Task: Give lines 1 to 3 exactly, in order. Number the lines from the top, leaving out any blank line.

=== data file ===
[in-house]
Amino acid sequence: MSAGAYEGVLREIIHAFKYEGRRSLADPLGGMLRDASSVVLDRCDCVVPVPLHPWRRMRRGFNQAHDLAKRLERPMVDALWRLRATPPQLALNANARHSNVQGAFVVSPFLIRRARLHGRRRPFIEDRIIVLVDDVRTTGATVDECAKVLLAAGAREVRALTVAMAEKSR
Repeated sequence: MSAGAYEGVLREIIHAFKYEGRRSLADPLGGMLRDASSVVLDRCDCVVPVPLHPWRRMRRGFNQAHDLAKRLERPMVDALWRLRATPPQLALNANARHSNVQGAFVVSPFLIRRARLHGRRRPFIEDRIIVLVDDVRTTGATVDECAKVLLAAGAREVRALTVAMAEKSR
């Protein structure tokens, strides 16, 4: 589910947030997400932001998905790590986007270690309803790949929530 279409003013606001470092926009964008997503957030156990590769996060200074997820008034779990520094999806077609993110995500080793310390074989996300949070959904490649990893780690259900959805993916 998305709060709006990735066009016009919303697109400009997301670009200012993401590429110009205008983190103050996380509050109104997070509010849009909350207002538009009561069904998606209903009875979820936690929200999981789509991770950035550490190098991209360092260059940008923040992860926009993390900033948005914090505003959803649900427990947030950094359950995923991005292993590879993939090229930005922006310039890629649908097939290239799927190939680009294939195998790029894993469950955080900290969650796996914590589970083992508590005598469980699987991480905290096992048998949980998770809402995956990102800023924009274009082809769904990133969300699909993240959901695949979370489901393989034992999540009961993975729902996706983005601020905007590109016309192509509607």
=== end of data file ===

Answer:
[in-house]
Amino acid sequence: MSAGAYEGVLREIIHAFKYEGRRSLADPLGGMLRDASSVVLDRCDCVVPVPLHPWRRMRRGFNQAHDLAKRLERPMVDALWRLRATPPQLALNANARHSNVQGAFVVSPFLIRRARLHGRRRPFIEDRIIVLVDDVRTTGATVDECAKVLLAAGAREVRALTVAMAEKSR
Repeated sequence: MSAGAYEGVLREIIHAFKYEGRRSLADPLGGMLRDASSVVLDRCDCVVPVPLHPWRRMRRGFNQAHDLAKRLERPMVDALWRLRATPPQLALNANARHSNVQGAFVVSPFLIRRARLHGRRRPFIEDRIIVLVDDVRTTGATVDECAKVLLAAGAREVRALTVAMAEKSR